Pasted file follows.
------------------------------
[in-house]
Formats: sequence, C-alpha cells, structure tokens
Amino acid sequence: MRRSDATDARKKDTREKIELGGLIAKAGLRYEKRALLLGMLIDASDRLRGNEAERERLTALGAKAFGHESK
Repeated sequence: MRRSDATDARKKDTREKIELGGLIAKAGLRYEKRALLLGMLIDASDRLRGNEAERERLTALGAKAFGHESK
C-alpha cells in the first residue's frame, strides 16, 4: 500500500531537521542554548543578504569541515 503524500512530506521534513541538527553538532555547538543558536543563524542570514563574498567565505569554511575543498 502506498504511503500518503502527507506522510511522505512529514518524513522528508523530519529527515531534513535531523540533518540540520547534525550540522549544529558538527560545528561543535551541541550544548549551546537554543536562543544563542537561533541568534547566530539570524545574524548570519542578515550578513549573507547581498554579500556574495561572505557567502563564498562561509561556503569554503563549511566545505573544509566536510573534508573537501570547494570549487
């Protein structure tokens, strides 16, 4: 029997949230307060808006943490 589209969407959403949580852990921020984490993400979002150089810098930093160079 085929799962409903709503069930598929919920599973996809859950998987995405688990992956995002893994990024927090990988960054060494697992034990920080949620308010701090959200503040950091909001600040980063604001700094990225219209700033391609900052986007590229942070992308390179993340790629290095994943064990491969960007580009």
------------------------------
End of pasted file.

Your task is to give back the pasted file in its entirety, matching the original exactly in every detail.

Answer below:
[in-house]
Formats: sequence, C-alpha cells, structure tokens
Amino acid sequence: MRRSDATDARKKDTREKIELGGLIAKAGLRYEKRALLLGMLIDASDRLRGNEAERERLTALGAKAFGHESK
Repeated sequence: MRRSDATDARKKDTREKIELGGLIAKAGLRYEKRALLLGMLIDASDRLRGNEAERERLTALGAKAFGHESK
C-alpha cells in the first residue's frame, strides 16, 4: 500500500531537521542554548543578504569541515 503524500512530506521534513541538527553538532555547538543558536543563524542570514563574498567565505569554511575543498 502506498504511503500518503502527507506522510511522505512529514518524513522528508523530519529527515531534513535531523540533518540540520547534525550540522549544529558538527560545528561543535551541541550544548549551546537554543536562543544563542537561533541568534547566530539570524545574524548570519542578515550578513549573507547581498554579500556574495561572505557567502563564498562561509561556503569554503563549511566545505573544509566536510573534508573537501570547494570549487
């Protein structure tokens, strides 16, 4: 029997949230307060808006943490 589209969407959403949580852990921020984490993400979002150089810098930093160079 085929799962409903709503069930598929919920599973996809859950998987995405688990992956995002893994990024927090990988960054060494697992034990920080949620308010701090959200503040950091909001600040980063604001700094990225219209700033391609900052986007590229942070992308390179993340790629290095994943064990491969960007580009």